The Mudcat Café TM
Thread #79038   Message #1430950
Posted By: GUEST,Frank
09-Mar-05 - 05:19 PM
Thread Name: Websites for long neck 5 string
Subject: RE: Websites for long neck 5 string
Tom, that's a great idea. I just joined Hangout and it's a valuable source.
They ought to have a special section for us longneckers.

Micheal, thanks for Fretted Friends. That looks great too.

I learned to play banjo years ago from a guy named Eddie Mann who lived in the L.A. area. He showed me the "bump ditty" basic strum. Then I heard a few other players who were around L.A.. I perfected the "bump ditty" in a boxcar traveling through the San Joaquim Valley en route to San Francisco with Herb Cohen, former manager of Ronstadt and Frank Zappa's first band. I had this old clunker Bacon-like and practiced until I could get a "Cripple Creek" out of it.

One night in Santa Monica, I went to a party at Will Geer's home where Pete Seeger was playing. The Weavers just got blacklisted (1952 or 3?) and they were finishing up a stint at a posh nightclub on the Sunset Strip called Ciros. They were there except for Lee who rarely went to parties. Pete sat down and played with these picks which shone in the light and matched the exciting bright ringing sounds he got out of the banjo. I was blown away. Then I became one of the legions of Seeger followers and still am. I think Pete, Peggy Seeger and Erik Darling defined the playing of that instrument for me even before Dave Guard came on the scene. Alex Hassilev has done very well with it although I think he's more a guitar type. (A great guitarist). He plays both well, actually.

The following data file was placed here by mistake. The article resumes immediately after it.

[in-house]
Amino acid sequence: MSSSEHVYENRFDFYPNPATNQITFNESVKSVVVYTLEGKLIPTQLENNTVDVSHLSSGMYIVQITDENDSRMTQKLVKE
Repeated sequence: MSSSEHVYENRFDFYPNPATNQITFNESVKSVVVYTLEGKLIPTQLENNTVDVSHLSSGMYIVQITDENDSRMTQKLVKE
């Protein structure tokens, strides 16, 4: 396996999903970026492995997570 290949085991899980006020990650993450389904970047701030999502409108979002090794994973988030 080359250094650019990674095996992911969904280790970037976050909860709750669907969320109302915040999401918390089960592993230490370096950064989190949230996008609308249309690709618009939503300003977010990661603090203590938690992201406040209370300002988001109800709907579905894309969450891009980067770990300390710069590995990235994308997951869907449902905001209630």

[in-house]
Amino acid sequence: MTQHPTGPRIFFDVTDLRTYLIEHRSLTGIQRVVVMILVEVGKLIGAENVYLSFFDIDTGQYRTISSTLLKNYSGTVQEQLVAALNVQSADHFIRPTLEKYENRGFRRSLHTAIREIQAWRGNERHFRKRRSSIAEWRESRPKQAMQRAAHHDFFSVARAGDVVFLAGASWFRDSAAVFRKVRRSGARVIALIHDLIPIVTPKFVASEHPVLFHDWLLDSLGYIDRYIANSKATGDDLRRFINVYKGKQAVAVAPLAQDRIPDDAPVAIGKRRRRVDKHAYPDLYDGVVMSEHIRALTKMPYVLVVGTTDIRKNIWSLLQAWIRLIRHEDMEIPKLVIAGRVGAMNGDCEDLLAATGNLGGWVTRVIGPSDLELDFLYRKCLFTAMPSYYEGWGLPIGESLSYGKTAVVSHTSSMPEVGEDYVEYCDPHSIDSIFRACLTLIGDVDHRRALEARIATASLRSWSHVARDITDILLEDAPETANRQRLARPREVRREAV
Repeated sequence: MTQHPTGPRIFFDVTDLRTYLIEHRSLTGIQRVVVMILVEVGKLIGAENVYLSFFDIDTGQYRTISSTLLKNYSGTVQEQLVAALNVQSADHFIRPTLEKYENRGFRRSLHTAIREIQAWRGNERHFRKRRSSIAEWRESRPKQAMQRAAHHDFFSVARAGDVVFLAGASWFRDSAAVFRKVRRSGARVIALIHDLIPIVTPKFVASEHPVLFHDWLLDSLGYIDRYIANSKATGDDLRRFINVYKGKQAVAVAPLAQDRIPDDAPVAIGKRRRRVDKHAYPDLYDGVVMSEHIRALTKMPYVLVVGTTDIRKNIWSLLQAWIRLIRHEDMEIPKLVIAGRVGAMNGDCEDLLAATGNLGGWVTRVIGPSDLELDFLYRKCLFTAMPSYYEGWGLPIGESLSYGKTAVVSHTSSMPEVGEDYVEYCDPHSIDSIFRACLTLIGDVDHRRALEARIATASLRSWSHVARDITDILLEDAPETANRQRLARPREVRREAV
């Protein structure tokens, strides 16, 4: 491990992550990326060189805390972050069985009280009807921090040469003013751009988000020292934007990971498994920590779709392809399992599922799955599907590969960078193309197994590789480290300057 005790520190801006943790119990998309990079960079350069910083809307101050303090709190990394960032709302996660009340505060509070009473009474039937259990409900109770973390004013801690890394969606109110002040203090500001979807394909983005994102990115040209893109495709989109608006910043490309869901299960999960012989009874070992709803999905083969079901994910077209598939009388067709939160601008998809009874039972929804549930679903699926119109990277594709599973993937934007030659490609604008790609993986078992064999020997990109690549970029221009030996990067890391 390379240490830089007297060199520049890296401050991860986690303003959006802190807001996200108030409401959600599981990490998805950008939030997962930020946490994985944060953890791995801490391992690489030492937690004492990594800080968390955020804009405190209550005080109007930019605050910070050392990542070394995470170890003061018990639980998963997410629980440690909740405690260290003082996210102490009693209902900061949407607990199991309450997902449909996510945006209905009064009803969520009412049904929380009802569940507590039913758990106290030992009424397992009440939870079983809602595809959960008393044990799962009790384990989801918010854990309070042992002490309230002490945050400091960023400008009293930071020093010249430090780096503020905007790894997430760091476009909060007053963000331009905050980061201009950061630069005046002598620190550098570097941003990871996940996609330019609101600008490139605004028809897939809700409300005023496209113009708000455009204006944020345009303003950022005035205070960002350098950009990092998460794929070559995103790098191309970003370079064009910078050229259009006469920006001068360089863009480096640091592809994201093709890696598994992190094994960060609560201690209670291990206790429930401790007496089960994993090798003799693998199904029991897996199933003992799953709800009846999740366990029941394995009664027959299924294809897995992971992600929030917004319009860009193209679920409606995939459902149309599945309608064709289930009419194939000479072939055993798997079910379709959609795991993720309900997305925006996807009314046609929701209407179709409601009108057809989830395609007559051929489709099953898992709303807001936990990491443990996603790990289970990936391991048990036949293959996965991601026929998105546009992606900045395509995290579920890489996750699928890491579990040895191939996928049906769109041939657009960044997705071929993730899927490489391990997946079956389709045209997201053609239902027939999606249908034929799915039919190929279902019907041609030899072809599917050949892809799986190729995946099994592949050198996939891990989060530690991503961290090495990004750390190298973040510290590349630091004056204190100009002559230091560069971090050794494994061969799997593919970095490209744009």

Later I met Tony Saletan and Dave Sear who also played long neck extremely well. Of course, there was Bob Gibson. He was very smooth. Influenced the KT a lot. Bob got a lot of his stuff from Erik. I hear George Grove is very good though I've not heard him.

Then the Bluegrass and Old-Time put the long neck into mothballs. But I always preferred the longneck and considered Pete and Erik the most innovative of the players.

Now, there's a new generation. Mark Dvorak of Weavermania and the folks with Work O' The Weavers play great.

Who are some of the other longneckers around these days?